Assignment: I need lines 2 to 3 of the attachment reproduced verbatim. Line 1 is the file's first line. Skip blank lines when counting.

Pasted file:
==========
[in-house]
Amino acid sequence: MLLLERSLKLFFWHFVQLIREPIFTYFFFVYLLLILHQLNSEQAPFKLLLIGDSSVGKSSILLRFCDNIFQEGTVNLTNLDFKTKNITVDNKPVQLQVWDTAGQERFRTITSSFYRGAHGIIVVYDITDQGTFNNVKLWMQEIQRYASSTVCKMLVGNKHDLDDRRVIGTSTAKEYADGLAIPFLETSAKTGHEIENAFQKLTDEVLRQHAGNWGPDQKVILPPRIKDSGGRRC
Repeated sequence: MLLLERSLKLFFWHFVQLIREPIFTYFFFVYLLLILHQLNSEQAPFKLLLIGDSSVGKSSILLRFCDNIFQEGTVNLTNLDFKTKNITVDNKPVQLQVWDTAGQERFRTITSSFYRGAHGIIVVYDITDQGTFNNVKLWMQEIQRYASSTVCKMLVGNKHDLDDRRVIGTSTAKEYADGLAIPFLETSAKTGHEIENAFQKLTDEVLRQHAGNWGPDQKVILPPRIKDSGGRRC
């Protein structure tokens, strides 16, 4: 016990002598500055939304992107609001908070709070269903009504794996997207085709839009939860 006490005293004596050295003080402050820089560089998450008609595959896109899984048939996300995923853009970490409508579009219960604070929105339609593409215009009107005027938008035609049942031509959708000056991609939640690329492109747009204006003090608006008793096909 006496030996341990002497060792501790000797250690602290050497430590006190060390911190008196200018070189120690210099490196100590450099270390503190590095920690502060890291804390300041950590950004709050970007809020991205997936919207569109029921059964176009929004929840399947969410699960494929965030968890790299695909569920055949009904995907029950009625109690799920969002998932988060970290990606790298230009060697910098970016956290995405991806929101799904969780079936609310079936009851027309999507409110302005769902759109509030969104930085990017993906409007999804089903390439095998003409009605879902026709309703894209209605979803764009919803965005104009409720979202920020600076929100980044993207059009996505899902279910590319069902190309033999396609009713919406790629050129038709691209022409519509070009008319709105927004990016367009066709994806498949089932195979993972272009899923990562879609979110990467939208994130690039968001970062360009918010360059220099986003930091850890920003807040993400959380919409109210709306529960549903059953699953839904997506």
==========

Amino acid sequence: MLLLERSLKLFFWHFVQLIREPIFTYFFFVYLLLILHQLNSEQAPFKLLLIGDSSVGKSSILLRFCDNIFQEGTVNLTNLDFKTKNITVDNKPVQLQVWDTAGQERFRTITSSFYRGAHGIIVVYDITDQGTFNNVKLWMQEIQRYASSTVCKMLVGNKHDLDDRRVIGTSTAKEYADGLAIPFLETSAKTGHEIENAFQKLTDEVLRQHAGNWGPDQKVILPPRIKDSGGRRC
Repeated sequence: MLLLERSLKLFFWHFVQLIREPIFTYFFFVYLLLILHQLNSEQAPFKLLLIGDSSVGKSSILLRFCDNIFQEGTVNLTNLDFKTKNITVDNKPVQLQVWDTAGQERFRTITSSFYRGAHGIIVVYDITDQGTFNNVKLWMQEIQRYASSTVCKMLVGNKHDLDDRRVIGTSTAKEYADGLAIPFLETSAKTGHEIENAFQKLTDEVLRQHAGNWGPDQKVILPPRIKDSGGRRC